EVANS: Whittney Evans here in Richmond. Compared to Michigan and Oregon, Virginia's state government buildings and Capitol building are actually pretty secure to the point that it's often a pain, as a reporter, to move in and out. And it's only gotten tighter over the last year. They already use metal detectors for entry into buildings and most of the doors stay locked. Aside from that, they're putting up barricades and closing roads around the capital. Also, interesting to note that those buildings will be mostly empty because lawmakers are meeting virtually and at another location because of COVID. Governor Ralph Northam said Thursday that the state is prepared and won't tolerate violence or mutiny.
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RALPH NORTHAM: If you're planning to come here or up to Washington with ill intent in your heart, you need to turn around right now and go home.
EVANS: And, again, Governor Northam, he said, in terms of police presence, local and state law enforcement have a unified presence here in the city along with the National Guard.
MOSLEY: OK. A unified presence in the city of Richmond. This is important because - you know, I'm actually familiar with Lansing, Mich., Abigail - state capitals are also where people live. I'm thinking about other parts of the city. Have authorities, at any of the places where you all are, talked about citywide plans to keep people safe? Abigail.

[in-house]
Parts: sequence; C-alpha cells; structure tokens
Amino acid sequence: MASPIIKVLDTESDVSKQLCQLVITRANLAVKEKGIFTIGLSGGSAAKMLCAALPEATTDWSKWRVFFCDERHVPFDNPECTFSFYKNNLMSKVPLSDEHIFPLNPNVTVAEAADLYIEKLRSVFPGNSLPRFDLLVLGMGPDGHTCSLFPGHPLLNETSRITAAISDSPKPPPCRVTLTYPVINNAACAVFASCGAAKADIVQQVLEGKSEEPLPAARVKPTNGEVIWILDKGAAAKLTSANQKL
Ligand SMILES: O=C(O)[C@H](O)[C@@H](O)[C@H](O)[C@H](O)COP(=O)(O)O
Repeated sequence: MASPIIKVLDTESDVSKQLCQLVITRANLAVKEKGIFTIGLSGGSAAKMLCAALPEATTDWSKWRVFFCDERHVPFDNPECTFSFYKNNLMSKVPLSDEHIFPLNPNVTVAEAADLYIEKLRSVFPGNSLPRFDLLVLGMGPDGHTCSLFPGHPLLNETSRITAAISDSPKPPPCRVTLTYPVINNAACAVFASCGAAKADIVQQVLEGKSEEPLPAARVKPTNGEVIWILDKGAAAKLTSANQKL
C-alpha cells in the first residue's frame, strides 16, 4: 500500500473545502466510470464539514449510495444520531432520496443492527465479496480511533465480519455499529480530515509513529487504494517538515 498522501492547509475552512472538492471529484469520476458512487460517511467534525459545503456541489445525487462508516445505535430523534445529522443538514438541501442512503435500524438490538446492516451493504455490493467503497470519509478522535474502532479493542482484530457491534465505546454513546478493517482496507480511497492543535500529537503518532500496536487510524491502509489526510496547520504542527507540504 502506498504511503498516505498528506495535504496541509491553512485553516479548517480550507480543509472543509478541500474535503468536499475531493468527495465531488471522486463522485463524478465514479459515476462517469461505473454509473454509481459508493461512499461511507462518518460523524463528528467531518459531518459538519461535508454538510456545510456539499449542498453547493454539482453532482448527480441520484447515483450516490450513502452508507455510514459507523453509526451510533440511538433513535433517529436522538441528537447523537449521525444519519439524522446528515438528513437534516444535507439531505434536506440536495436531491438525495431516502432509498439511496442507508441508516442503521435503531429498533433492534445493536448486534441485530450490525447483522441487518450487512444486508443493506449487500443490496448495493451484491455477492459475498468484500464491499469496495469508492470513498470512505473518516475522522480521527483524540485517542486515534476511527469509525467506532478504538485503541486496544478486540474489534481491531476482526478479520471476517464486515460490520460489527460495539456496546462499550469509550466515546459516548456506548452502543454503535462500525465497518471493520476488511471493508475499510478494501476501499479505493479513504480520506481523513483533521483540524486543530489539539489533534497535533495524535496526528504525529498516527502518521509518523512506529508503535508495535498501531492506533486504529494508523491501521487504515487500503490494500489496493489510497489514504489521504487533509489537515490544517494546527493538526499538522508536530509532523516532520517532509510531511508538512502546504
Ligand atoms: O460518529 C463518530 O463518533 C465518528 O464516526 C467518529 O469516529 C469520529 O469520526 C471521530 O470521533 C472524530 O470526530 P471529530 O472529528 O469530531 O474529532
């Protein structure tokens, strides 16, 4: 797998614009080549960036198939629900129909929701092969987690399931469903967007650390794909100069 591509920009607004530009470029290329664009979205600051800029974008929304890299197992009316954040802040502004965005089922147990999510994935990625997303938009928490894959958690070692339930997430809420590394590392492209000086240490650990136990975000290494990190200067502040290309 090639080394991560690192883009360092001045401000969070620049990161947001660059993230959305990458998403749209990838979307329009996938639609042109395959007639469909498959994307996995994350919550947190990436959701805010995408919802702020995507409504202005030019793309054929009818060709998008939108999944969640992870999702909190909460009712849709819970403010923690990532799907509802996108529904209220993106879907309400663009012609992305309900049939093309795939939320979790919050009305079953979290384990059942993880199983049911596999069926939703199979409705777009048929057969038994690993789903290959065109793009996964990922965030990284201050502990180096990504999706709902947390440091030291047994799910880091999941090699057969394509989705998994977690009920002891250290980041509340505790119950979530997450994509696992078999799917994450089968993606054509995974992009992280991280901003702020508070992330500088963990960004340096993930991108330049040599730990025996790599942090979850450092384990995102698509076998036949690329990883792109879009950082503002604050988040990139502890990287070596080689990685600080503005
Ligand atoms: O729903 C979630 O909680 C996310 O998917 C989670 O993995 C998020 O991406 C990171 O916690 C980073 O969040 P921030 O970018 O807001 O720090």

CENSKY: Yeah. So I talked to a city council president who's been in frequent conversation with our chief of police, and he said he's confident that the city will stay safe and that the peace will be kept this weekend. The thinking behind planning is that they don't want to wake up Monday morning and say we could have done more.
VANDERHART: Yeah, you know, the focal point really has been the capitol in the recent demonstrations we've seen. I think to the extent people have citywide concerns, that has more been focused on Portland, where obviously there has been a lot of unrest in the last year. And that will continue as well in coming days.
MOSLEY: We're talking with Dirk Vanderhart from Oregon Public Broadcasting, Abigail Censky with member station WKAR in Michigan and Whittney Evans with member station VPM in Virginia about safety at state capitols ahead of next week's inauguration of President-elect Joe Biden. Thanks to you all.
CENSKY: Thank you.
EVANS: Thank you.